Bev Elvis, a 34-year-old divorced single mother from Bath, took to alcohol to "kill the anxiety" that simply taking and fetching her daughter from school entailed. "Most evenings, I found myself reaching for the lager to dull my fear," she says. "It didn't help. The next day, as I reached the edge of the playground, my knees would shake, my heart would pound, my neck would go rigid and my eyes would freeze. I was convinced that all the other mothers were staring at me. I always looked down at the ground; I never made eye contact and I never talked to anyone. I just stood in the corner trying to shrink, but feeling like a monster, like I was getting bigger and bigger until I filled the whole playground."

Bev spent most of her day crying and depressed. "I felt worthless - a waste of space," she says. "I cut my wrists. It was more of a cry for help than a serious attempt at suicide. I cut myself with razor blades while my daughter was at school one day. I didn't feel I was good enough to be alive."

It was at that low point that Bev's boyfriend, Paul, insisted she go to her GP for help. Bev thought her "depressed condition" was due to the triple trauma of having had an operation on her lung to eradicate a rare cancer, of losing her baby when four months pregnant and the breakdown of her marriage. Her GP prescribed anti-depressants as a short-term remedy, but felt her situation had gone beyond depression and put her in touch with Triumph over Phobia, the nationwide self-help group for phobics set up in 1987.

The group's approach is based on the system pioneered at the Maudsley Hospital in south London more than a decade ago. Simon Darnley, a cognitive behavioural psychotherapist, says the Maudsley treatment, known as exposure therapy, is a graded, step-by-step approach in which the sufferer learns to face their feared situation until their fear subsides to manageable proportions. "We start with a challenge that can be conquered and build it from there," he said. "Gradually, the sufferer begins to get some perspective on their thoughts and behaviour and on what other people might be thinking. It's about changing their habits and hardwiring in some new ones."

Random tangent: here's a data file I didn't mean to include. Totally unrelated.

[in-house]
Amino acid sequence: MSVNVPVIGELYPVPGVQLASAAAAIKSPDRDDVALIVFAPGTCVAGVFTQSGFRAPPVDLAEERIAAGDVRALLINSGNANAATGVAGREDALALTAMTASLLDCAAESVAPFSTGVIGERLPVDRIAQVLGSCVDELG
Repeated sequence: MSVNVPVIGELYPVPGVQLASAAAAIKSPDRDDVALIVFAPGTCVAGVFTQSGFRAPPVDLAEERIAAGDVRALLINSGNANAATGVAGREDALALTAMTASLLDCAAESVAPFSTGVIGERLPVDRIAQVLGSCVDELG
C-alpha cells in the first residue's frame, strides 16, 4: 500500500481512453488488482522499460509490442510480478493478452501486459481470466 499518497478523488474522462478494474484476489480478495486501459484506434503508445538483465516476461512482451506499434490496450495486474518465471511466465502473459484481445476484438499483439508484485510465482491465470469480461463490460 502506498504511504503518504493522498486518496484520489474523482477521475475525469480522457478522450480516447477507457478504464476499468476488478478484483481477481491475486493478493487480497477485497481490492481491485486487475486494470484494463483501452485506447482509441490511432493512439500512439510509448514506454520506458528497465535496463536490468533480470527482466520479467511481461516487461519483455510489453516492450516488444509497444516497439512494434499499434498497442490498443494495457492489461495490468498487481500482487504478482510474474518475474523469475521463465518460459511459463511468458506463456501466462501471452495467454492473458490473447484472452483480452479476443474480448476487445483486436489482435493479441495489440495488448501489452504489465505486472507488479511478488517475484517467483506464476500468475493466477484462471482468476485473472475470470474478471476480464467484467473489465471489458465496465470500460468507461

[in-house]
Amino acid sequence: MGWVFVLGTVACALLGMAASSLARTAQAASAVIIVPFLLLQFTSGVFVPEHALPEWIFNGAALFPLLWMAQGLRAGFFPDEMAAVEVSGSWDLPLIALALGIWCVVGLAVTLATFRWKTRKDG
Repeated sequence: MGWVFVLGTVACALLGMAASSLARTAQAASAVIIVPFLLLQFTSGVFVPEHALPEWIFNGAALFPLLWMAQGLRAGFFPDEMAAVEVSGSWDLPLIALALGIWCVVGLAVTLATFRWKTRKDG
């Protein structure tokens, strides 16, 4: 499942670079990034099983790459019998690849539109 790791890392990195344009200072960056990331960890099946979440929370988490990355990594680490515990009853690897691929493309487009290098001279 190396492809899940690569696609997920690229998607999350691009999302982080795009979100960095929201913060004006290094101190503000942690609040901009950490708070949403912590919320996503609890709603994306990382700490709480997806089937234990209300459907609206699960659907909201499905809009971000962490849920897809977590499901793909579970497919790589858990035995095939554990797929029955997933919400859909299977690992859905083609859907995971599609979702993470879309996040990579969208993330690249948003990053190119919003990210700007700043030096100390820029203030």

Joan Bond, a director of Top, claims that the success rate with this treatment is high and that most people are coping with their situations within six months. "But it is not a magic wand. People have to put a lot of effort into managing their phobias," she cautions.

For Bev Elvis, the challenge of going to a Top meeting where her most feared objects - human beings - would be present, was a daunting one. "The first time, I chickened out at the last moment," she recalls, "but my boyfriend bullied me into trying again. The next time, I arrived for the meeting 90 minutes early, then paced up and down the street outside debating whether to go in. As others began to arrive, I started sweating madly. There were 10 of us - it felt like a massive crowd.

"We sat in a circle and listened while people reported back what they had managed to achieve that week. I was amazed. There were people there who hadn't been out of their house for 30 years and were now able to catch buses. They had made contracts with themselves and were moving forward one step at a time. My first goal was to smile at people. I felt really stupid, but after a week of trying, it started to come more naturally. My next goal was to speak to one mum, any mum, in the playground. It was really difficult. What was I to say? I finally got out a 'good morning' and built up over weeks to a 'how's your daughter doing?' When I reported back, the people were so supportive - I felt like I'd won the jackpot."

Three years on, Bev holds down two jobs - one in a playgroup and one counselling the elderly. She has become friendly with other mums, and for the first time in her life, has a "best friend" with whom she socialises. "I still get anxious," she says, "but I have learnt to manage my anxiety and can handle more or less any social situation."

Jonathan, now 56 and retired from his engineering firm, also took on the Top challenge. He claims he has recovered, but is not cured. "I'm like someone whose leg was broken in a tackle," he says. "The memory of that awful company meal is a faultline that will forever run through my experience. Every time I enter a formal social situation, I feel the fear that struck me down that day, but the difference is I can let it go now - I can manage without having to run away and hide."

Triumph over Phobia can be contacted by writing to: TOP UK, PO Box 1831, Bath, BA1 3YX, preferably with a sae.